Diets containing corn starch may improve glucose supply by providing significant amounts of intestinal starch and increasing intestinal glucose absorption in dairy cows. Glucose absorption in the small intestine requires specific glucose transporters; that is, sodium-dependent glucose co-transporter-1 (SGLT1) and facilitated glucose transporter (GLUT2), which are usually downregulated in the small intestine of functional ruminants but are upregulated when luminal glucose is available. We tested the hypothesis that mRNA and protein expression of intestinal glucose transporters and mRNA expression of enzymes related to gluconeogenesis are affected by variable starch supply. Dairy cows (n=9/group) were fed for 4 wk total mixed rations (TMR) containing either high (HS) or low (LS) starch levels in the diet. Feed intake and milk yield were measured daily. After slaughter, tissue samples of the small intestinal mucosa (mid-duodenum and mid-jejunum) were taken for determination of mRNA concentrations of SGLT1 and GLUT2 as well as pyruvate carboxylase, cytosolic phosphoenolpyruvate carboxykinase, and glucose-6-phosphatase by real-time reverse transcription PCR relative to a housekeeping gene. Protein expression of GLUT2 in crude mucosal membranes and of SGLT1 and GLUT2 in brush-border membrane vesicles was quantified by sodium dodecyl sulfate-PAGE and immunoblot. A mixed model was used to examine feeding and time-related changes on feed intake and milk yield and to test feeding and gut site effects on gene or protein expression of glucose transporters and enzymes in the intestinal mucosa. Dry matter intake, but not energy intake, was higher in cows fed HS compared with LS. Abundance of SGLT1 mRNA tended to be higher in duodenal than in jejunal mucosa, and mRNA abundances of pyruvate carboxylase tended to be higher in jejunal than in duodenal mucosa. In brush-border membrane vesicles, SGLT1 and GLUT2 protein expression could be demonstrated. No diet-dependent differences were found concerning mRNA and protein contents of glucose transporter or mRNA level of gluconeogenic enzymes. In conclusion, our investigations on glucose transporters and gluconeogenic enzymes in the small intestinal mucosa of dairy cows did not show significant diet regulation when TMR with different amounts of intestinal starch were fed. Therefore, predicted intestinal glucose absorption after enhanced starch feeding is probably not supported by changes of intestinal glucose transporters in dairy cows.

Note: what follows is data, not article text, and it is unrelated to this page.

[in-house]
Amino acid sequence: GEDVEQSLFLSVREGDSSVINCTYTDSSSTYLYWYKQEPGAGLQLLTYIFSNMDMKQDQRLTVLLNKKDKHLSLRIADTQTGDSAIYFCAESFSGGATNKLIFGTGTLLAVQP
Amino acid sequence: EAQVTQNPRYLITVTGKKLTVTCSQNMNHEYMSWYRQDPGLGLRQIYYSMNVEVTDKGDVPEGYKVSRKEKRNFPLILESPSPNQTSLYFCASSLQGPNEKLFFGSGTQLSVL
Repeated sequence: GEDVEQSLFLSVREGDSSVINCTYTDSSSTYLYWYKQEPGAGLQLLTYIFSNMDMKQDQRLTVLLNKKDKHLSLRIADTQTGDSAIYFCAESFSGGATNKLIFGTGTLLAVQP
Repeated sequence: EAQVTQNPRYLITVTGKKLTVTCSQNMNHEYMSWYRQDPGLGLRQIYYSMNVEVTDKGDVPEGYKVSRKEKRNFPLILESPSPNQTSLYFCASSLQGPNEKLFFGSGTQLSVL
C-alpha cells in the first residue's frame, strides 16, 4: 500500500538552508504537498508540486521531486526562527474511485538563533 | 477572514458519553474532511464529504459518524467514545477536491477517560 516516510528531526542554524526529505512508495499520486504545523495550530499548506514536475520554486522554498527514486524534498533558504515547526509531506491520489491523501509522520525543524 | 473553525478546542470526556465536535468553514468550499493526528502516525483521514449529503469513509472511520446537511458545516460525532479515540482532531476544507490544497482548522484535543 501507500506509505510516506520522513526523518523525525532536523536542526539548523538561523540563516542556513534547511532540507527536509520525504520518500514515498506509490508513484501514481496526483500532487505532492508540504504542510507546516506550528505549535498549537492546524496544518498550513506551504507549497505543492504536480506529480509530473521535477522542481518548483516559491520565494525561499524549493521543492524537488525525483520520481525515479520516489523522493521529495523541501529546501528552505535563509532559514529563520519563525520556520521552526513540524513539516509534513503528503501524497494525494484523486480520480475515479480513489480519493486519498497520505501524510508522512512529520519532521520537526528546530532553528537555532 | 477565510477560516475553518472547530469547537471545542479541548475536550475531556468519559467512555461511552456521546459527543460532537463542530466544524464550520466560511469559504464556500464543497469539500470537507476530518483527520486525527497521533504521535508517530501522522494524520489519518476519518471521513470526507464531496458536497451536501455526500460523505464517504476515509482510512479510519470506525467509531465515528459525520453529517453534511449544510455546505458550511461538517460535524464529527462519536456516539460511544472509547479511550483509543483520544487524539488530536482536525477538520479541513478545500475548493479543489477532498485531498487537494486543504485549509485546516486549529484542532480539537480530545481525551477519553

Copyright © 2011 American Dairy Science Association. Published by Elsevier Inc. All rights reserved.